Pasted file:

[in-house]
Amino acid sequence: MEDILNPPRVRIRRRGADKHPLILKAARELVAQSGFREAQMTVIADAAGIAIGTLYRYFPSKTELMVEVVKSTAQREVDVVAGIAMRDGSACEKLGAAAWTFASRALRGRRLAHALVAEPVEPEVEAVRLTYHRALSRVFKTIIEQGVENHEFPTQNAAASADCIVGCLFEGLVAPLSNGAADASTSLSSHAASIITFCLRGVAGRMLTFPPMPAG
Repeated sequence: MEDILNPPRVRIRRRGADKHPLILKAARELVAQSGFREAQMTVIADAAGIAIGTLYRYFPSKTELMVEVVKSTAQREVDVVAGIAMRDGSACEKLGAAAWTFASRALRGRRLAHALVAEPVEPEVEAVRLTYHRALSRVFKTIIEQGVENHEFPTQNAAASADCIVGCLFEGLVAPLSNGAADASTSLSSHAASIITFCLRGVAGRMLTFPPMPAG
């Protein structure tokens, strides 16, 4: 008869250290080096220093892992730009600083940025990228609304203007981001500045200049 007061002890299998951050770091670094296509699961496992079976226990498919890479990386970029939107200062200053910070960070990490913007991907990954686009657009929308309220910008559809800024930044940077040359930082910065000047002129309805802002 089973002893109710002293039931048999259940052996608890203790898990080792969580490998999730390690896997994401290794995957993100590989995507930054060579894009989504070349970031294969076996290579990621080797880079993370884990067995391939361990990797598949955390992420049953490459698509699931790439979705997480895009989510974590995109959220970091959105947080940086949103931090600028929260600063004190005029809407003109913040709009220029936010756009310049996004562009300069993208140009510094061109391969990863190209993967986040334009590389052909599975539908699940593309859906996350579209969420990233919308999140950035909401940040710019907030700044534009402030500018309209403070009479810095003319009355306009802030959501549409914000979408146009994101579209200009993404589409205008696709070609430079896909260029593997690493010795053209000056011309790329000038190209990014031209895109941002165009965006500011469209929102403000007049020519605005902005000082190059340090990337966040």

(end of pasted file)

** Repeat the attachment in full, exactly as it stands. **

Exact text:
[in-house]
Amino acid sequence: MEDILNPPRVRIRRRGADKHPLILKAARELVAQSGFREAQMTVIADAAGIAIGTLYRYFPSKTELMVEVVKSTAQREVDVVAGIAMRDGSACEKLGAAAWTFASRALRGRRLAHALVAEPVEPEVEAVRLTYHRALSRVFKTIIEQGVENHEFPTQNAAASADCIVGCLFEGLVAPLSNGAADASTSLSSHAASIITFCLRGVAGRMLTFPPMPAG
Repeated sequence: MEDILNPPRVRIRRRGADKHPLILKAARELVAQSGFREAQMTVIADAAGIAIGTLYRYFPSKTELMVEVVKSTAQREVDVVAGIAMRDGSACEKLGAAAWTFASRALRGRRLAHALVAEPVEPEVEAVRLTYHRALSRVFKTIIEQGVENHEFPTQNAAASADCIVGCLFEGLVAPLSNGAADASTSLSSHAASIITFCLRGVAGRMLTFPPMPAG
């Protein structure tokens, strides 16, 4: 008869250290080096220093892992730009600083940025990228609304203007981001500045200049 007061002890299998951050770091670094296509699961496992079976226990498919890479990386970029939107200062200053910070960070990490913007991907990954686009657009929308309220910008559809800024930044940077040359930082910065000047002129309805802002 089973002893109710002293039931048999259940052996608890203790898990080792969580490998999730390690896997994401290794995957993100590989995507930054060579894009989504070349970031294969076996290579990621080797880079993370884990067995391939361990990797598949955390992420049953490459698509699931790439979705997480895009989510974590995109959220970091959105947080940086949103931090600028929260600063004190005029809407003109913040709009220029936010756009310049996004562009300069993208140009510094061109391969990863190209993967986040334009590389052909599975539908699940593309859906996350579209969420990233919308999140950035909401940040710019907030700044534009402030500018309209403070009479810095003319009355306009802030959501549409914000979408146009994101579209200009993404589409205008696709070609430079896909260029593997690493010795053209000056011309790329000038190209990014031209895109941002165009965006500011469209929102403000007049020519605005902005000082190059340090990337966040």